Many new writers complain that using “said” is too boring. They want to liven up their writing with new and different tags. The problem with using tags other than “said” is that 1) they call attention to themselves and draw the reader out of the story, and 2) they tell instead of show.
“You can’t mean that,” she shouted.
“But, I do,” he laughed.
“How can you be so cruel?” she questioned.
“It’s easy,” he intoned.
“I thought you loved me,” she cried.
“Never,” he exclaimed.
“But I love you. Please give me another chance,” she begged.
“Not interested,” he declared.
So what do you think? Don’t those tags call attention to themselves? Wouldn’t it have been easier to read if I’d used “said” instead? “Said” is a tag that virtually disappears. Readers don’t stumble over it. You can occasionally use, “asked” or “replied,” but do so sparingly.
The main problem with these tags is how they tell the reader what is going on in the story as opposed to showing what’s happening. This exchange seems to be between two people who are dating. A better way to show that dialogue might be:
“You can’t mean that,” she said as she brushed a tear from her cheek.
“But, I do.” He stepped to the side and she could hear a muted laugh.
“How can you be so cruel?”
“It’s easy.” He turned to face her, his expression void of emotion.
She swallowed the lump forming at the back of her throat. In a soft voice she said, “I thought you loved me.”
“Never.” The intensity of his voice startled her.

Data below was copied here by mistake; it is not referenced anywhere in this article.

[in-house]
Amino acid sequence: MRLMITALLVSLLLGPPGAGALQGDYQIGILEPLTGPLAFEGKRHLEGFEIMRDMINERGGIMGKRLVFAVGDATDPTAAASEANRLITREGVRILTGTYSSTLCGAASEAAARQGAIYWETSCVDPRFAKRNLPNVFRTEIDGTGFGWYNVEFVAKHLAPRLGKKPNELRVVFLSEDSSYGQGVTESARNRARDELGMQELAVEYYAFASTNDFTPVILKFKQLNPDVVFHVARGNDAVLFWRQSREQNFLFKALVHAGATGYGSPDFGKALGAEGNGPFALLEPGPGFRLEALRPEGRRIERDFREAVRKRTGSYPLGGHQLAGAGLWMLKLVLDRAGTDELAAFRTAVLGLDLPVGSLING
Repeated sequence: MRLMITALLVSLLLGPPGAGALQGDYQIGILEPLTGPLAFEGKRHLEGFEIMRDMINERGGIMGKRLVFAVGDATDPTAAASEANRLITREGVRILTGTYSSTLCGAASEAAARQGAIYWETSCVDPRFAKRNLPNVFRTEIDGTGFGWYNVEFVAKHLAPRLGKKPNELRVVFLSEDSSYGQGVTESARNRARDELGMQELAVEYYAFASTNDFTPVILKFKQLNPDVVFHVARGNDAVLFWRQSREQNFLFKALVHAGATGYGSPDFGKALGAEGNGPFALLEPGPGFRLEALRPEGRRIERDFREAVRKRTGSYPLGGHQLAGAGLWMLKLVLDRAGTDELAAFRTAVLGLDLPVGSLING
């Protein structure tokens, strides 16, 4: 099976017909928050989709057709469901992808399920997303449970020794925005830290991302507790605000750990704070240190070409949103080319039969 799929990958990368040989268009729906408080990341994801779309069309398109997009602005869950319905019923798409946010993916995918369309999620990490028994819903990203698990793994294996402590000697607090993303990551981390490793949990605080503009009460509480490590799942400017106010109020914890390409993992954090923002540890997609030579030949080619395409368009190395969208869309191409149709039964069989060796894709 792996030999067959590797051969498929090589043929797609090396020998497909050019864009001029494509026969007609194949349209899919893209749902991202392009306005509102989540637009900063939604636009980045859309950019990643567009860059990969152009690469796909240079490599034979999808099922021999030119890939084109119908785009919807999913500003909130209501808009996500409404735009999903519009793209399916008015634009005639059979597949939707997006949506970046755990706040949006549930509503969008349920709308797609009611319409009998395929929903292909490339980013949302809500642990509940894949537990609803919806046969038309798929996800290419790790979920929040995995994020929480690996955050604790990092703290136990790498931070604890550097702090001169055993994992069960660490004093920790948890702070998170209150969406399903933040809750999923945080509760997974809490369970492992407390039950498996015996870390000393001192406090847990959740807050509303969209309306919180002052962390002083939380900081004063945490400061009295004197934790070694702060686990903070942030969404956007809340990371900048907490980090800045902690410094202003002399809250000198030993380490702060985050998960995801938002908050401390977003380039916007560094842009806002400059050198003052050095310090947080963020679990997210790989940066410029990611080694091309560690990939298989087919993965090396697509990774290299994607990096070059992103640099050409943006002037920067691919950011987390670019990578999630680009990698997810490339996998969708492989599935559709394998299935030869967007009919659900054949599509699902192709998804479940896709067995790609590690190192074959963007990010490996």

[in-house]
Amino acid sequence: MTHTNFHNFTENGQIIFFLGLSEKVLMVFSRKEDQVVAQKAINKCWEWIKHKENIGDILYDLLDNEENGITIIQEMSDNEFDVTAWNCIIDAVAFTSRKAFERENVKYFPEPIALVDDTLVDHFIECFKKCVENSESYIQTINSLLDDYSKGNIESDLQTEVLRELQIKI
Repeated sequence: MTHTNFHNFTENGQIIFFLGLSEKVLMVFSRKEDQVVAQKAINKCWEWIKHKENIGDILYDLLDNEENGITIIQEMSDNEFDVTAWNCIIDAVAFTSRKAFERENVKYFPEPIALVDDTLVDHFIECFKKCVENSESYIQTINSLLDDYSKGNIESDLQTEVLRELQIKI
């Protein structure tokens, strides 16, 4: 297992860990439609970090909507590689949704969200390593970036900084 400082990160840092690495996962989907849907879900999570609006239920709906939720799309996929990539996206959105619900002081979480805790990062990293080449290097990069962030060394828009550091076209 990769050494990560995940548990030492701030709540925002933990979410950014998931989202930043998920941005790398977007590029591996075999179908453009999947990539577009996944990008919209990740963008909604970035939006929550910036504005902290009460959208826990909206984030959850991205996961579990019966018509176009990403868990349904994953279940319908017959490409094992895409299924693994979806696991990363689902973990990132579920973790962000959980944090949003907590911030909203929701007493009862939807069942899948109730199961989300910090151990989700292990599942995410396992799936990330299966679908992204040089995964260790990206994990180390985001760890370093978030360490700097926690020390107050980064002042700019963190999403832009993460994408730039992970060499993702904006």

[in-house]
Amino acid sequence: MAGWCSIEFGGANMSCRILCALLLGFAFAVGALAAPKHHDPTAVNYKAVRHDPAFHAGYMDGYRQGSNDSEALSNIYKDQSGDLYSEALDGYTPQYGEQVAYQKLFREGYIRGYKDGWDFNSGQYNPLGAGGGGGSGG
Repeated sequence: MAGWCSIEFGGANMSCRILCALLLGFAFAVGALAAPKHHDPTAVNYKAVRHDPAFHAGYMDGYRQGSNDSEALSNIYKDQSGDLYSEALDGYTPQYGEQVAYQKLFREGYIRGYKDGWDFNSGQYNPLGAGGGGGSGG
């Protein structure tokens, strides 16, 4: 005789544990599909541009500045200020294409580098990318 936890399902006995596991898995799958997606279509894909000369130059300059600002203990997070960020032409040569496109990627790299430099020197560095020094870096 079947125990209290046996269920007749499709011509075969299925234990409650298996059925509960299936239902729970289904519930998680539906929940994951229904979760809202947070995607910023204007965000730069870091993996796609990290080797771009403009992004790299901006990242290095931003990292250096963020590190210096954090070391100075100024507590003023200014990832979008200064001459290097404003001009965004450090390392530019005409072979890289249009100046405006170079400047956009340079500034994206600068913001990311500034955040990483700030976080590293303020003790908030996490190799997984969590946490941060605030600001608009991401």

“But, I love you. Please, give me another chance.” She reached her hand out toward him.
How’s the second example? Does it show you more of what’s going on with these two people?
You don’t always have to use a dialogue tag if the reader knows which character is speaking. When you do use tags, make sure you use the invisible “said” for most of them.
Rebecca Talley grew up in Santa Barbara, CA. She now lives in rural CO on a small ranch with a dog, a spoiled horse, too many cats, and a herd of goats. She and her husband, Del, are the proud parents of ten multi-talented and wildly-creative children. Rebecca is the author of a children’s picture book “Grasshopper Pie” (WindRiver 2003), three novels, “Heaven Scent” (CFI 2008), “Altared Plans” (CFI 2009), and “The Upside of Down” (CFI 2011), and numerous magazine stories and articles. You can visit her blog at www.rebeccatalleywrites.blogspot.com.
3 thoughts on “He Said, She Said: Dialogue Tags by Rebecca Talley”
Dialogue tags: my nemesis (nemeses?). I find them distracting in books, yet I throw them into my own. Thanks for the reminder.
While the two example are extremes, your point is well made. I would prefer a balance of somewhere in the middle. A word of caution: the word “said” can just as easily be overuse, and when it is, it certainly doesn’t disappear.
Nevertheless, this is a frequent topic of discussion in my writers group. I printed out your post to share.
Theodore Bernstein, the assistant managing editor of The New York Times, ridiculed his colleagues’ overreliance on synonyms of “said”: “In the days of our forefathers Tom Swift almost never said anything; he usually averred, asseverated, smiled, chuckled, grinned (plainly or mischievously), groaned, expostulated, ejaculated, declared, or asserted. . . . The simple verb said never seems to be good for more than one inning; then writers or editors feel they must rush in all kinds of bush-league relief pitchers.” The Careful Writer 283-84 (1965).
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